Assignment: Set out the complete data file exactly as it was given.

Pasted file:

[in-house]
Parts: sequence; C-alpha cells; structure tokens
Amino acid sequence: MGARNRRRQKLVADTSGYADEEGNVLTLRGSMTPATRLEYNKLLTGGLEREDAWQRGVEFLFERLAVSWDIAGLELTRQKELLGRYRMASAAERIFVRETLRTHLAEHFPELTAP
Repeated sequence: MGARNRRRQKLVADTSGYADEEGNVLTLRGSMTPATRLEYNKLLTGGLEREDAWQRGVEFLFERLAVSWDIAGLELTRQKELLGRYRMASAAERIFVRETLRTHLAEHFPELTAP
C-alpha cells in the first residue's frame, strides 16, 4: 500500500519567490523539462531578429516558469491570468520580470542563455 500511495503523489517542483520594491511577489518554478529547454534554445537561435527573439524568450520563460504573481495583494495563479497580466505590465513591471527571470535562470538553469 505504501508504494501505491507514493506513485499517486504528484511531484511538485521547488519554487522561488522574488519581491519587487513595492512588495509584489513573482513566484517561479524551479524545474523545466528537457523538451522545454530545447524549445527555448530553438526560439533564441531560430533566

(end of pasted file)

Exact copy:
[in-house]
Parts: sequence; C-alpha cells; structure tokens
Amino acid sequence: MGARNRRRQKLVADTSGYADEEGNVLTLRGSMTPATRLEYNKLLTGGLEREDAWQRGVEFLFERLAVSWDIAGLELTRQKELLGRYRMASAAERIFVRETLRTHLAEHFPELTAP
Repeated sequence: MGARNRRRQKLVADTSGYADEEGNVLTLRGSMTPATRLEYNKLLTGGLEREDAWQRGVEFLFERLAVSWDIAGLELTRQKELLGRYRMASAAERIFVRETLRTHLAEHFPELTAP
C-alpha cells in the first residue's frame, strides 16, 4: 500500500519567490523539462531578429516558469491570468520580470542563455 500511495503523489517542483520594491511577489518554478529547454534554445537561435527573439524568450520563460504573481495583494495563479497580466505590465513591471527571470535562470538553469 505504501508504494501505491507514493506513485499517486504528484511531484511538485521547488519554487522561488522574488519581491519587487513595492512588495509584489513573482513566484517561479524551479524545474523545466528537457523538451522545454530545447524549445527555448530553438526560439533564441531560430533566